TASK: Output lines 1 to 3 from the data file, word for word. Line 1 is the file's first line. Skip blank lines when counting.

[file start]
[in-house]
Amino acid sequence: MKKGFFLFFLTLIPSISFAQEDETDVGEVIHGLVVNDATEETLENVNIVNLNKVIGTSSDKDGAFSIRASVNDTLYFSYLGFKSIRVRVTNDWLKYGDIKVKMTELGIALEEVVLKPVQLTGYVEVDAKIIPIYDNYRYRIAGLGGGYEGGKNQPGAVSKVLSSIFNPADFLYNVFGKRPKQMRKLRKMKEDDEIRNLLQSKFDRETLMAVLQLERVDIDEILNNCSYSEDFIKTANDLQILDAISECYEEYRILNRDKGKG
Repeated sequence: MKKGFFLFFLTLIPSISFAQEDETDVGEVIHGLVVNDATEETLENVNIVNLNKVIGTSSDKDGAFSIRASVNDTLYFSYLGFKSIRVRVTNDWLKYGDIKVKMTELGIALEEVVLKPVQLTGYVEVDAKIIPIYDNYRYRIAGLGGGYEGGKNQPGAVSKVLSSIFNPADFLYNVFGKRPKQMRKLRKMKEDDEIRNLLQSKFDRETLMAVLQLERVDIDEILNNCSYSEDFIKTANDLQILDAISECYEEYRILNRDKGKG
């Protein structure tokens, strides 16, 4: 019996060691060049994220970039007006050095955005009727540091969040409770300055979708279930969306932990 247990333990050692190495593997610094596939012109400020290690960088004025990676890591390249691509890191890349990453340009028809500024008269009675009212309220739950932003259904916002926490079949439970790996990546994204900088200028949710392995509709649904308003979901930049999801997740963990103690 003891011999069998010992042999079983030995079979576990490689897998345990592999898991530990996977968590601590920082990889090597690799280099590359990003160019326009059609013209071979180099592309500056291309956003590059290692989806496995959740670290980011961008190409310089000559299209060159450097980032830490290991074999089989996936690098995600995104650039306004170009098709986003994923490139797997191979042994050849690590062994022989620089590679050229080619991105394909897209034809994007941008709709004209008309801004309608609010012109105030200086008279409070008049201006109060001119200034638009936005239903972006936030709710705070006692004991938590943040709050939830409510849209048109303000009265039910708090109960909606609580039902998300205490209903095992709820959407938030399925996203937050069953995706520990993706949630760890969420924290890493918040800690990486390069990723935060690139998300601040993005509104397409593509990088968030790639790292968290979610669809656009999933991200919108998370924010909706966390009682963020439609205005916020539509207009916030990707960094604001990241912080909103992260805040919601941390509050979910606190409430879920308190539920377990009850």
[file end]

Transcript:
[in-house]
Amino acid sequence: MKKGFFLFFLTLIPSISFAQEDETDVGEVIHGLVVNDATEETLENVNIVNLNKVIGTSSDKDGAFSIRASVNDTLYFSYLGFKSIRVRVTNDWLKYGDIKVKMTELGIALEEVVLKPVQLTGYVEVDAKIIPIYDNYRYRIAGLGGGYEGGKNQPGAVSKVLSSIFNPADFLYNVFGKRPKQMRKLRKMKEDDEIRNLLQSKFDRETLMAVLQLERVDIDEILNNCSYSEDFIKTANDLQILDAISECYEEYRILNRDKGKG
Repeated sequence: MKKGFFLFFLTLIPSISFAQEDETDVGEVIHGLVVNDATEETLENVNIVNLNKVIGTSSDKDGAFSIRASVNDTLYFSYLGFKSIRVRVTNDWLKYGDIKVKMTELGIALEEVVLKPVQLTGYVEVDAKIIPIYDNYRYRIAGLGGGYEGGKNQPGAVSKVLSSIFNPADFLYNVFGKRPKQMRKLRKMKEDDEIRNLLQSKFDRETLMAVLQLERVDIDEILNNCSYSEDFIKTANDLQILDAISECYEEYRILNRDKGKG